You don't have to venture far from the swank hotels, office buildings, and boutiques of central Budapest to see the underside of Hungary's exhausting transition to the free market.
A few blocks' walk to the south or east and you're again surrounded by decaying turn-of-the-century apartment houses and the tired, worried faces of the country's nouveaux poor: young, working-class parents and their children crowded into the grandparents' apartment; old men carefully dressed in threadbare shirts and ties picking through garbage bins; teenage thugs out running errands for the local mafia boss.
It's a scene repeated across Hungary, from the rusting steel towns of the industrial northeast to the grinding poverty of the farming villages on the Hungarian plains.
These are constant reminders that despite Hungary's emergence as Eastern Europe's leading economy, nearly 2 million people - a fifth of the population - live in poverty.
On May 10 and again on May 24, those people got a chance to express themselves at the voting booth in Hungary's two-stage general elections.
For the third time since the fall of the Berlin Wall, the electorate turned out the governing parties in favor of those promising an end to the seemingly endless agony of the country's economic transition. In the process, voters have likely ushered in an era of greater political instability for Hungary and its neighbors.
Who's in, who's out
The big winners are a bizarre electoral alliance of the center-right Fidesz, or Young Democrats - who favor free-market economic policies - and the Smallholders, headed by Jozsef Torgyan, a populist demagogue who champions strong state subsidies and protection for the countryside.
Their only common bond seems to be their distrust and criticism of the Socialist Party, the renamed Communists, which regained power in 1994. Both Mr. Torgyan and the likely next prime minister, Young Democrats leader Viktor Orban, have taken the present government to task for not doing enough to protect the rights of ethnic Hungarians in neighboring countries.
The Socialists fell victim to the central problem for would-be reformers in the new democracies of Eastern Europe. To put their economies in order, they must implement policies that cause short- and medium-term pain for most people, who then vote them out of power. Even in comparatively well-off nations such as Hungary, an extremely successful economic and foreign affairs performance is no guarantee of electoral support.
Four years ago, the Socialists won a landslide victory by promising a kinder, gentler reform process. Instead, the government earned praise from economists, diplomats, and foreign investors for slashing spending and domestic consumption, reducing inflation, and devaluing the currency. In the process, Hungary has experienced one of the region's most remarkable economic turnarounds, outpacing the Czech Republic and Poland.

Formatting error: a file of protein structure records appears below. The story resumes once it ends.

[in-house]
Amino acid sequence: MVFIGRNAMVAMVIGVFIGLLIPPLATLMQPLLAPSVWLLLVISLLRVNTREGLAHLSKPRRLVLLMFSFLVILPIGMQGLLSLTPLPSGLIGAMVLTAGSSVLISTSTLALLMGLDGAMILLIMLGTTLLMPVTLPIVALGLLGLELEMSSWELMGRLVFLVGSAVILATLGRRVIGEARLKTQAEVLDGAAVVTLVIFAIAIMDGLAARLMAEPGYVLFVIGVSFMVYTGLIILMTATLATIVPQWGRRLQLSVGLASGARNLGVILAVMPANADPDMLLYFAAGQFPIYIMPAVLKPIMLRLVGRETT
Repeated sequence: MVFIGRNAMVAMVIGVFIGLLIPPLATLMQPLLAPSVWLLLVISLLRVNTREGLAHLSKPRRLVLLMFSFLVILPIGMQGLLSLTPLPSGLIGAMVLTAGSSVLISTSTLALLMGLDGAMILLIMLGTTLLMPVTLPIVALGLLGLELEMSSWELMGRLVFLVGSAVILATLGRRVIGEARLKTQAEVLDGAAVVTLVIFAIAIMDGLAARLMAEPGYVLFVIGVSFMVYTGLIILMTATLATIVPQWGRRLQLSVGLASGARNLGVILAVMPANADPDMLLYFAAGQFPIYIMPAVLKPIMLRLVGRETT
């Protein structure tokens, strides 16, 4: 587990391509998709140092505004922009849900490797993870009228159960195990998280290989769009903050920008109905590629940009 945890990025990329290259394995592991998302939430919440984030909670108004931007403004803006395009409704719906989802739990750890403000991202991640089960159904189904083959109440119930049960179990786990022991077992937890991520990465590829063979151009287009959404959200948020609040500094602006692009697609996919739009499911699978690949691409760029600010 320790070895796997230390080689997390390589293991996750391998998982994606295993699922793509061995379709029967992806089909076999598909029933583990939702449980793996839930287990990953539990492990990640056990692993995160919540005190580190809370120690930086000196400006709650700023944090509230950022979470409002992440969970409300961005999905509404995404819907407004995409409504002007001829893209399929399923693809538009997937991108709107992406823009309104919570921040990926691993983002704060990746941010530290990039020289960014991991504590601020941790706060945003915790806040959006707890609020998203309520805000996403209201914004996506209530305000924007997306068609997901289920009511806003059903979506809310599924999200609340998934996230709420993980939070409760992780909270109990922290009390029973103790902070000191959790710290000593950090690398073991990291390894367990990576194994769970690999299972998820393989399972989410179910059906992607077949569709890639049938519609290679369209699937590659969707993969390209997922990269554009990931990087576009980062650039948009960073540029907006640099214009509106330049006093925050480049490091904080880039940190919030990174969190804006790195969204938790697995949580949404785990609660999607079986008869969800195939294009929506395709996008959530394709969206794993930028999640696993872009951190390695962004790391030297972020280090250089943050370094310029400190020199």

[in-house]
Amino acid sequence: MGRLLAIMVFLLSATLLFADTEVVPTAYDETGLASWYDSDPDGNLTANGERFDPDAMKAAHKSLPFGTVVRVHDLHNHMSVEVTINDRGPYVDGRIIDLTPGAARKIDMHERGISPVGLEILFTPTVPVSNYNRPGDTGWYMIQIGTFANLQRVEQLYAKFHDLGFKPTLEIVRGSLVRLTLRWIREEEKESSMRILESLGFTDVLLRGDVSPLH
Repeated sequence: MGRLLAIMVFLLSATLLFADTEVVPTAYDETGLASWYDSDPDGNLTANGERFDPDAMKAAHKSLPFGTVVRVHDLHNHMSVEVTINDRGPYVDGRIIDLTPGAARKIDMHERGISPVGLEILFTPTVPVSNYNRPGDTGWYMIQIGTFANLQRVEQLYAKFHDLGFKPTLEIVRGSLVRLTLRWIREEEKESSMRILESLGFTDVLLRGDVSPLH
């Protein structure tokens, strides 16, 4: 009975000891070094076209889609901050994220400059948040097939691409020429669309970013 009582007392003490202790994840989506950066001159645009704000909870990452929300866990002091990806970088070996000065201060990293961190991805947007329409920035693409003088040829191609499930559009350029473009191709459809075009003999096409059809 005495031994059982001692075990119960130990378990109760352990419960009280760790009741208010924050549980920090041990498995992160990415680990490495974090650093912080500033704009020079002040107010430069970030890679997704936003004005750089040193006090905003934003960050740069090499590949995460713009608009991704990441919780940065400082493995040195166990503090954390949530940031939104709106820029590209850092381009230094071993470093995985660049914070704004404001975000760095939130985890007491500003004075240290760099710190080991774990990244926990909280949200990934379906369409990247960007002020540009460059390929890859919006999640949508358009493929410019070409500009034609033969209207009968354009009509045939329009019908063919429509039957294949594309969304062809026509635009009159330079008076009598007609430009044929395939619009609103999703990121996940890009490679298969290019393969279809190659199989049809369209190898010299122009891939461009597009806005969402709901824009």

No 'trickle down'
"Unfortunately Hungary's macroeconomic gains haven't translated into improvements in the lives of ordinary people, and often quite the opposite," says Budapest-based political analyst Tibor Vidos. "There wasn't enough time for the positive effects of their economic policies to reach the population."
Negotiations on a coalition between the Young Democrats and the Smallholders are expected to last two or three weeks.
With 148 out of 386 seats in the new Parliament, Mr. Orban's Young Democrats have the largest number, but not enough to form a government by themselves. They are considered unlikely to cooperate with the Socialists.
"If the Young Democrats had won the election outright then it wouldn't be such a problem, but if they form a coalition government with the Smallholders it will be very destabilizing for both politics and the economy," says political documentary filmmaker Peter Upor.
"The big question is if Orban can keep the Smallholders from making any of the big policy decisions," he adds.
Nationalism a concern
The election results are causing concern in neighboring capitals. Under the Socialist government, Hungary has made amends with its longtime enemy, Romania, which has a large ethnic Hungarian minority. This has opened the way for Hungary to join NATO in 1999 and improved both countries' candidacy for membership in the European Union.
But Romanian officials are nervous about the nationalist overtones of many campaign speeches by Orban and Torgyan, which may signal a less cooperative attitude.
To make matters worse, an extreme right-wing party headed by nationalist poet Istvan Csurka had a strong enough showing to earn parliamentary representation, giving him a platform for provocative speeches and saber rattling.
"Mr. Torgyan and Mr. Csurka will have louder voices, and what they say will give our own extremists fresh ammunition," says Zoe Petre, chief adviser to Romanian President Emil Constantinescu.
"It is with great sadness that we've seen our former friends in the Young Democrats emphasize nationalist themes. If they start to undo all that has been accomplished in [Hungarian-Romanian] relations, it will be a tragedy for the whole region," Ms. Petre says.
The future direction of Hungary's economy and its relations with its neighbors largely lie in Orban's hands. In his mid-30s, Orban would be the nation's youngest freely elected prime minister this century, and has never before held government office. Investors reacted with concern to the election results, with the Budapest stock exchange dropping more than 8 percent May 25.
Some analysts worry that, having defeated his leftist rivals, Orban may make ill-advised compromises with his populist suitors.
"Hungary's society and economy are very stable now," warns political scientist Attila Agh of the Budapest University of Economics. "The Young Democrats won't be the only losers if they try to undermine that stability."